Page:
Sub-normal production during three consecutive years between 2020 and 2022 and a higher volume of export from India are expected to result in a significant tightness in pipeline stock, which is likely to provide some support to bulk tea prices going into the new season.

Buoyant tea prices, particularly of good quality CTC and orthodox, would lead to an improvement in the margin of North India (NI) based bulk tea players in FY23, despite the wage increase in CY2022, ICRA said in its latest quarterly report on bulk tea. Earlier in FY22, a moderation in domestic tea prices due to increase in production on a year-on-year basis, and increase in wage costs compared with FY21, had impacted the operating margin (OPM) of bulk tea players.

“Flattish production and strong demand for quality CTC and orthodox teas augur well for the sustainability of firm realisation for North India tea estates till at least the first half of CY2023. Besides the sharp rise in orthodox prices, the price premium for North Indian CTC for the top 50 estates also remained high at Rs 116 a kg in the first ten months of CY2022 vis-a-vis ₹80 a kg in CY2019. As a result, notwithstanding another round of wage increase in CY2022, the operating profit margin of bulk tea players is likely to improve in FY2023,” Sujoy Saha, Vice-President and Sector Head, Corporate Sector Ratings, ICRA said in the report.

Lower crop in Sri Lanka

The economic crisis in Sri Lanka has led to a production loss in the island nation, which is the largest exporter of orthodox tea globally. This has kept the supply tight in the international market in CY2022, which not only led to higher volumes of export from India but also drove the prices of orthodox tea in the domestic market upward. Cumulative prices for North India as well as South India (SI) orthodox teas during seven months of FY2023 increased by nearly 32 per cent to ₹300 a kg and around 9 per cent to ₹154 a kg, respectively on a YoY basis.

The price rise, in case of NI orthodox teas, was much higher compared with SI orthodox teas because of the formers’ superior quality. ICRA expects the prices of orthodox teas in the domestic market, for the full year, to remain at a substantially higher level, compared with the FY2022 levels, as Sri Lanka is likely to suffer further production losses, albeit at a decreasing rate, for the balance period of the year.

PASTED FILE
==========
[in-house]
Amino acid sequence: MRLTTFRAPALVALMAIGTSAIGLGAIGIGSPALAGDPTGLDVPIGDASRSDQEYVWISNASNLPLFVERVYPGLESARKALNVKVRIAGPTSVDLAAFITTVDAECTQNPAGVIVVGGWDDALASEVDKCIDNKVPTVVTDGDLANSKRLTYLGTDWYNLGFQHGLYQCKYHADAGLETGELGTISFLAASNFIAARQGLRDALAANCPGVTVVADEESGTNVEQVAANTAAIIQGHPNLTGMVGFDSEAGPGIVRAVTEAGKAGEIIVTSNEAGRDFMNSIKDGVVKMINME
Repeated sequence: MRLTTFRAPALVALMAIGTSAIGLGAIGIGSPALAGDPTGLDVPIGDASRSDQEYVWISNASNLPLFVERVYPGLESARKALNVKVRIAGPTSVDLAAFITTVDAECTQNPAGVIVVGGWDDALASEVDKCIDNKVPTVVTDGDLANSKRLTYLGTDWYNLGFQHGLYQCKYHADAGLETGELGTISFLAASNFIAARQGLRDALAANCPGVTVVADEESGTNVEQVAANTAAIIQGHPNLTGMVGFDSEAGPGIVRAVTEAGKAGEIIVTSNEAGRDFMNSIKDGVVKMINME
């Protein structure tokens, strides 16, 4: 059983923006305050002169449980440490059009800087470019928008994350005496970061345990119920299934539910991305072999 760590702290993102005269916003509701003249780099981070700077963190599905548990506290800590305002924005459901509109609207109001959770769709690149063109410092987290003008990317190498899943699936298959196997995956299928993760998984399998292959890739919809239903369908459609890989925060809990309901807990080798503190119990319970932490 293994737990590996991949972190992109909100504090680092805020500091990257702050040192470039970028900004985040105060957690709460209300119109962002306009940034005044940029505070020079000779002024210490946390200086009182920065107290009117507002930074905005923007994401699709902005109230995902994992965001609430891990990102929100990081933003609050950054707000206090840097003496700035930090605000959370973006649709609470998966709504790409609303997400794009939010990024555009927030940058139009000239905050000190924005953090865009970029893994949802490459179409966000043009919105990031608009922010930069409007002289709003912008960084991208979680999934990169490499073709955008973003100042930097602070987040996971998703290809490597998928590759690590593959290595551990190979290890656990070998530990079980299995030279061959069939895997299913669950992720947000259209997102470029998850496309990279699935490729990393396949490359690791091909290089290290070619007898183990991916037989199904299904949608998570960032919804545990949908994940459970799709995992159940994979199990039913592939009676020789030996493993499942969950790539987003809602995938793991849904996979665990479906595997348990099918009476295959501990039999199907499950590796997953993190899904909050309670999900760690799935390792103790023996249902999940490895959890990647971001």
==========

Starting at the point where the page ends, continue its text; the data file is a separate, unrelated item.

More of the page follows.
“The shortfall in production in Sri Lanka has enabled Indian producers to increase exports to meet the steady demand for orthodox teas in the global market. In the nine months of the current calendar year, tea export increased by nearly 16 per cent in volume terms with orthodox volumes increasing by nearly 22 per cent. In value terms, the value of crush-tear-curl (CTC) export is marginally down, but that of orthodox export increased by nearly 22 per cent. Export prospects of orthodox teas look favourable in the near term as well; the long-term sustainability of high volumes, however, remains to be seen,”  Kaushik Das, Vice-President and Co-Group Head, Corporate Sector Ratings, ICRA, said in the report.  

Shift to orthodox

In the first nine months of CY2022, cumulative all-India production of bulk teas increased by nearly 21 million kg (nearly 2 per cent) to 985 mkg . Lucrative orthodox tea prices led to a partial shift in production from CTC to orthodox variety of tea as reflected by a YoY production increase of orthodox teas by nearly 12 per cent to 100 mkg. However, production in North India in October is expected to be lower due to the festival season, which is likely to bring down the all-India production during the ten months of CY2022 at a level comparable with the same period last year.

ICRA expects the annual production in CY2022 to remain flat as no major recovery is expected for the remaining two months, which typically contributes close to 15 per cent to the annual production.

On the global front, in the first seven months of CY2022 aggregate black tea production (India, Kenya & Sri Lanka) is lower by around 54 mkg, reflecting a contraction of around five per cent, driven primarily by the production loss in Sri Lanka. With Sri Lanka likely to suffer further losses, albeit at a decreasing rate, for the balance period of the year, global production is likely to witness close to three per cent contraction in CY2022, it said.